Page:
PCI-DSS Detailed Analysis

PCI-DSS is the Payment Card Industry’s Data Security Standard. It is required for working with Visa, MasterCard, American Express, Discover or JCB. PCI-DSS version 2.0 contains very detailed instructions about how security should be implemented, what should be done, and is prohibited.
PCI-DSS Requirement 10 is dedicated to activity monitoring. Below is a detailed analysis of requirement 10 and how it should be implemented on Oracle databases.
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10.2.5 - Audit Sessions

PCI-DSS 10.2.5 requires logging of authentication mechanisms. In the Oracle database, that means logging of all successful and failed logons.
There are several reasons to capture all logon activity in the Oracle database, including:
  • Review of database logons can point to suspicious behavior and might indicate an attack or a breach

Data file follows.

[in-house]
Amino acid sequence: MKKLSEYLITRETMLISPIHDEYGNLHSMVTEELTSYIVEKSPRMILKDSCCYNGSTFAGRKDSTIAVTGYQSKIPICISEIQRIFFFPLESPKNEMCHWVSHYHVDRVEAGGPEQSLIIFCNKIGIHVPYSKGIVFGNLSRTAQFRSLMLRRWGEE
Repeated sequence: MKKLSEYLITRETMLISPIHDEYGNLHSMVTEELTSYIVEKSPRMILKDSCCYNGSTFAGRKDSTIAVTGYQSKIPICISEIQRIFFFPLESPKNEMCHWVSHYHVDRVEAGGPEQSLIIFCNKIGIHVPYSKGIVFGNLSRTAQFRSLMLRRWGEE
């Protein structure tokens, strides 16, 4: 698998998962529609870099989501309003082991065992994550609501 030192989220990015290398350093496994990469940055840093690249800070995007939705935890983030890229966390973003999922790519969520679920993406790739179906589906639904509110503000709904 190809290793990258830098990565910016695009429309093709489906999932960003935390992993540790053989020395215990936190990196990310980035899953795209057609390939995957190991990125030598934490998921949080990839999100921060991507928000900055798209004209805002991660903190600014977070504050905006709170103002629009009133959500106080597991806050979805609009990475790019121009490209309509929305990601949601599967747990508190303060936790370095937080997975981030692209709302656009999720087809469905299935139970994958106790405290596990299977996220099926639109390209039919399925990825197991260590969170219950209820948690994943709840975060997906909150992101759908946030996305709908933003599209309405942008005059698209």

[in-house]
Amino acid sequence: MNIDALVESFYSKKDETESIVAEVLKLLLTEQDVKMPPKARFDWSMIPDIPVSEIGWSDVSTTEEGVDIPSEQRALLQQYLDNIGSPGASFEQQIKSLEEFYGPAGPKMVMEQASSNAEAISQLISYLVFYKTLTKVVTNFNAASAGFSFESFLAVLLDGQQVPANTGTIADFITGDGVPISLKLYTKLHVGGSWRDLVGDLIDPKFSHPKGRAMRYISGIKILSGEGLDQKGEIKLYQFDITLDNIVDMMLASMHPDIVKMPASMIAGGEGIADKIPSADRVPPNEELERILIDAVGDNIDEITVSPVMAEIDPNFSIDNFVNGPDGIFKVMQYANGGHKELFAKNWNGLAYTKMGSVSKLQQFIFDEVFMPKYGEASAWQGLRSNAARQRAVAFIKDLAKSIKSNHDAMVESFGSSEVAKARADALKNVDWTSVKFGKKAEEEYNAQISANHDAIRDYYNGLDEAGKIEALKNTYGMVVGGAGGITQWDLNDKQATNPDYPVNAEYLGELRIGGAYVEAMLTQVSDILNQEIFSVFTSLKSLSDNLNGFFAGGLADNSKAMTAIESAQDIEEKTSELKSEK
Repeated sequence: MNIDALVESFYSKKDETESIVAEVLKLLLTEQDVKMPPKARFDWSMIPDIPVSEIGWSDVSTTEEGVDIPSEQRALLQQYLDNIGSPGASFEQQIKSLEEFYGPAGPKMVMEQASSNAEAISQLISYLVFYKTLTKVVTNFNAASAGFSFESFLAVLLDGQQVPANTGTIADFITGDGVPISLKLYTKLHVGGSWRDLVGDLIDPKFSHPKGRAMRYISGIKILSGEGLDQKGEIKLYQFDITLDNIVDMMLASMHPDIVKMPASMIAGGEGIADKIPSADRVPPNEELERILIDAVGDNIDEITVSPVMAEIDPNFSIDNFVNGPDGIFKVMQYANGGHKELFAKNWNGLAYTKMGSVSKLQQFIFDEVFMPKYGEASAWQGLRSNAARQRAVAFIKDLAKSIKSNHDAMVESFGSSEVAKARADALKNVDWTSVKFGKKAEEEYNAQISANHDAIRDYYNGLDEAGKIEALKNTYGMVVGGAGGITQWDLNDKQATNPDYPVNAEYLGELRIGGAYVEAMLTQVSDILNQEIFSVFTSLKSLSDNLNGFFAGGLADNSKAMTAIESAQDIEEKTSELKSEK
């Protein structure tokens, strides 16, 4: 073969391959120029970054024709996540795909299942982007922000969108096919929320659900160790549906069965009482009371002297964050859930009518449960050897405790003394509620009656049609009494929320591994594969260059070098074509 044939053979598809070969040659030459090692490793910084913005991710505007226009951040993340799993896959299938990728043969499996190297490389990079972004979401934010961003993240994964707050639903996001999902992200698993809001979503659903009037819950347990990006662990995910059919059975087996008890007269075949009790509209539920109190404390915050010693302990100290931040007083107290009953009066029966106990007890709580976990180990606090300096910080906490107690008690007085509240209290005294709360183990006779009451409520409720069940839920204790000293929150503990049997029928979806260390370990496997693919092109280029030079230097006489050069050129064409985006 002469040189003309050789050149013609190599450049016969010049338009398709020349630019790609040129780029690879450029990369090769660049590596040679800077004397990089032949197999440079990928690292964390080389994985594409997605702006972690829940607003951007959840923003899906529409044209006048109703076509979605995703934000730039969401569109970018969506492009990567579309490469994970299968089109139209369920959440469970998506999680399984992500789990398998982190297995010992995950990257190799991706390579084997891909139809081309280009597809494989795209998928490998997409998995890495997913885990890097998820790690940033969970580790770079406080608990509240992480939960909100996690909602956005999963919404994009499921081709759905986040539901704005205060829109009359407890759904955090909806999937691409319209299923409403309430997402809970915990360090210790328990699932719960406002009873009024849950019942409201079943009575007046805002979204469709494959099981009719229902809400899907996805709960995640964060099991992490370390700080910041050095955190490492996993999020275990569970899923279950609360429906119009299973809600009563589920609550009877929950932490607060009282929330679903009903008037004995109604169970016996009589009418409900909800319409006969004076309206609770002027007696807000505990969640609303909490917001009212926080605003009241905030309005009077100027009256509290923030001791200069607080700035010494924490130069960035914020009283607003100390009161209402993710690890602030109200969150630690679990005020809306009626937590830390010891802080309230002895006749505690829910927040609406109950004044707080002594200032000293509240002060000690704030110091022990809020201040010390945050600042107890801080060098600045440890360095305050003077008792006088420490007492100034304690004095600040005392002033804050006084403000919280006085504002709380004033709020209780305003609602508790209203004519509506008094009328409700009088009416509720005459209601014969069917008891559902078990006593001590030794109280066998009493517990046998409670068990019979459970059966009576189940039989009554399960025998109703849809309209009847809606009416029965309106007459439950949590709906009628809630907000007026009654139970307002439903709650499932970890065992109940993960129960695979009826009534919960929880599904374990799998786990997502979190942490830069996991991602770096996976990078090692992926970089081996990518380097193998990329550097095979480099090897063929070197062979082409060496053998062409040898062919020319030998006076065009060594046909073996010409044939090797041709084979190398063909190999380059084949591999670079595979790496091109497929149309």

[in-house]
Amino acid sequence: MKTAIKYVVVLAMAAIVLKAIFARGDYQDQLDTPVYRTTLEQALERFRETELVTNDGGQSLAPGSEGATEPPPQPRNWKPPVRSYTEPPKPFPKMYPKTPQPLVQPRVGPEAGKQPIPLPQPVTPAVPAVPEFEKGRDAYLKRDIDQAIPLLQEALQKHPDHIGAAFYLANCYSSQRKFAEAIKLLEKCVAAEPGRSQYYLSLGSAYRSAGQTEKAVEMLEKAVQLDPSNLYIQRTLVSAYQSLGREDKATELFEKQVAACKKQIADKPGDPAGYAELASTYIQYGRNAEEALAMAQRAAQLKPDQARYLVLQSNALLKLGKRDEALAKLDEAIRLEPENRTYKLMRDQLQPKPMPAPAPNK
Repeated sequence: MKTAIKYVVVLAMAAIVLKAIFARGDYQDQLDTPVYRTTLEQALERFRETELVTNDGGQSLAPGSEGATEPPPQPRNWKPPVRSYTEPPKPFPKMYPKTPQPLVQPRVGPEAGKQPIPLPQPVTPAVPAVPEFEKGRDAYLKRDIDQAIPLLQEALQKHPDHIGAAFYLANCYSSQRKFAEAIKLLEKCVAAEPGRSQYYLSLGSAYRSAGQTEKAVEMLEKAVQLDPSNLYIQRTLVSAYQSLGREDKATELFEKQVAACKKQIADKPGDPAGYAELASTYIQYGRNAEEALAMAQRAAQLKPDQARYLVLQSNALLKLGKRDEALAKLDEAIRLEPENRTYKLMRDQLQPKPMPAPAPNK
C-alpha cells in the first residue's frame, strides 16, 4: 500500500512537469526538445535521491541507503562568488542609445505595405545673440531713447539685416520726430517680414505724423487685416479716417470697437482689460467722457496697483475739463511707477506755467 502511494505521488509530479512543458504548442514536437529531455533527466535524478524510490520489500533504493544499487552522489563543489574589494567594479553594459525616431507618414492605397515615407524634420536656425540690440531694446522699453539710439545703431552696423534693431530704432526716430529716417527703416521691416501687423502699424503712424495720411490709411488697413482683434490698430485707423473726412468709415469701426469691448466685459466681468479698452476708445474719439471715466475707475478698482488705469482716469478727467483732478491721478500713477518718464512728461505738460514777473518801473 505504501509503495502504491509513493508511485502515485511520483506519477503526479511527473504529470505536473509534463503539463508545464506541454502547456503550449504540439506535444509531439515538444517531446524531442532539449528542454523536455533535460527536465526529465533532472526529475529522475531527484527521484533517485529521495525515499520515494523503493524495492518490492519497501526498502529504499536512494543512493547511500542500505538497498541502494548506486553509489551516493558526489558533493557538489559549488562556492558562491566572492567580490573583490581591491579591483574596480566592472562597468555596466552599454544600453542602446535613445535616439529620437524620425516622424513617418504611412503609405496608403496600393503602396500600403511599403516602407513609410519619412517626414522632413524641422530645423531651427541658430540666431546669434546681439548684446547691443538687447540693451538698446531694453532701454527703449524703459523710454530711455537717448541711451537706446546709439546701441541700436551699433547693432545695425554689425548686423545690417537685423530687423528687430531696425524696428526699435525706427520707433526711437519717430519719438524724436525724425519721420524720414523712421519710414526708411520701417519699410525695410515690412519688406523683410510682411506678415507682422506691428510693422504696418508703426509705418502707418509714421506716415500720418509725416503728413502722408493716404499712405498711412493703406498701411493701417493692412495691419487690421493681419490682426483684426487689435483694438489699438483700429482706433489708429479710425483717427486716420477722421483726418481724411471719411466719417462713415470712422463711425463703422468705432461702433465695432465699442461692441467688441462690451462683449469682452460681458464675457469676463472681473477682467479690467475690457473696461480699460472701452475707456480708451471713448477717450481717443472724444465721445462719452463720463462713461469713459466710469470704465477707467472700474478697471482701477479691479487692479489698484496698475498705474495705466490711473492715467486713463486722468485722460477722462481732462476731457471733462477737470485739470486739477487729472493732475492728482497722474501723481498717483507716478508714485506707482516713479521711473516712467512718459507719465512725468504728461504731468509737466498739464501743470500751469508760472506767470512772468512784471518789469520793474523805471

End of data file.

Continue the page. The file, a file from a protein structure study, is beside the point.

• Most brute force attacks would generate a substantial number of failed logons while the attacker is attempting to guess Oracle account passwords
  • An audit trail of who accessed the Oracle database and when is a basic component of building a timeline during a forensic investigation
PCI compliance requires capturing of all logon activity from all sources, including:
  • Network access to the Oracle database through SQL*Net
  • Local access to the Oracle database through SQL*Net
  • Local access to the Oracle database through BEQ connections
  • Encrypted access to the Oracle database using Oracle Advanced Security (OAS)
  • Encrypted access to the Oracle database using TCP layer encryption
  • Access to the Oracle database using older Oracle protocols that are still supported by new releases (e.g. OCI7)
  • Access to the Oracle database through the SQL Loader, export, and import (both new and old versions)
  • Authentication via any of the many methods, including regular passwords, OPS$, RADIUS, Kerberos, and more.
The many supported features and authentication options of the Oracle database pose a significant challenge here as an auditing solution must be able to capture them all.

10.2.6 - Audit Trails Initialization

PCI-DSS 10.2.6 requires logging of audit trail initialization.
This is another audit trail security requirement like 10.2.3, and refers to audit trails that reside inside the Oracle database (such as sys.aud$), or in files on the Oracle database server.